From the nineteenth century to the present, New York's Hudson River Valley has been a cradle for artistic creation and innovation. The Hudson Valley was home to the Hudson River School painters, the first recognized school of American art. Fifty years later, the Byrdcliffe Art Colony (which later became the basis for the Woodstock Byrdcliffe Guild) brought significant numbers of artists to Woodstock. The Woodstock Artists Association and Museum was developed to showcase and, eventually, to collect the work of regional artists, while Women’s Studio Workshop became the country’s largest publisher of artist hand-printed books. The Center for Photography at Woodstock was one of the first organizations to recognize, support and collect photography as fine art. The Samuel Dorsky Museum of Art—the museum of the State University of New York at New Paltz—was created to support the academic programs at the college and to serve as a center for Hudson Valley arts and culture.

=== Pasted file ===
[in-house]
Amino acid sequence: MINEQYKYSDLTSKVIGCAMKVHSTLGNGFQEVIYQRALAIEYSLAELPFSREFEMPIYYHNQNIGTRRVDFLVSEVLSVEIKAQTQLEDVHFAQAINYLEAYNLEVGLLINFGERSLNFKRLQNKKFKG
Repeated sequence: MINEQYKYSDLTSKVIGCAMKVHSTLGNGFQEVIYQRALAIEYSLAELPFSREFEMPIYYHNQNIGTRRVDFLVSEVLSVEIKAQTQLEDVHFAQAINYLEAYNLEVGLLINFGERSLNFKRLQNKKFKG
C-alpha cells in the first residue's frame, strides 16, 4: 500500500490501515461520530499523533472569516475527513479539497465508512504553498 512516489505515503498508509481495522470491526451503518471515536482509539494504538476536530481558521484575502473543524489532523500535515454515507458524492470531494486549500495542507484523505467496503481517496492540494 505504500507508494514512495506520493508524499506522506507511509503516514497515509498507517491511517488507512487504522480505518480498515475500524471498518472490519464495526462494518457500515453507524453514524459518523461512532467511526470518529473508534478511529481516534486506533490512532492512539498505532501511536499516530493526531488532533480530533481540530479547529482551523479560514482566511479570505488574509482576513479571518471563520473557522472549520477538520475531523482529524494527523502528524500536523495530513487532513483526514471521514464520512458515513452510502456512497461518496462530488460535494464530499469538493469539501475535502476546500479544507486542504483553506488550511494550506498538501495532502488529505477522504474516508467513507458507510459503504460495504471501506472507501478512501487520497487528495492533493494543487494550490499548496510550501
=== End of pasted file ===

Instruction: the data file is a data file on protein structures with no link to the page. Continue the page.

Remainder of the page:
This page provides access to a selection of over 200 images of art from the permanent collections of each of the above organizations. These images represent a broad cross-section of art—from furniture, to drawings, photographs, paintings, sculpture and multi-media work—made in or about the Hudson Valley from the mid-19th century to the present day.
To explore the complete collection of more than 7,000 objects in the permanent collections of the Hudson Valley Visual Art Collections Consortium visit www.hvvacc.org.
To explore the selected objects located on this site:
Browse all Hudson Valley Visual Art Collections Consortium Collections
Browse the Center for Photography at Woodstock Collection
Browse the Samuel Dorsky Museum of Art Collection
Browse the Women's Studio Workshop Collection
Browse the Woodstock Artists Association and Museum Collection
Browse the Woodstock Byrdcliffe Guild Collection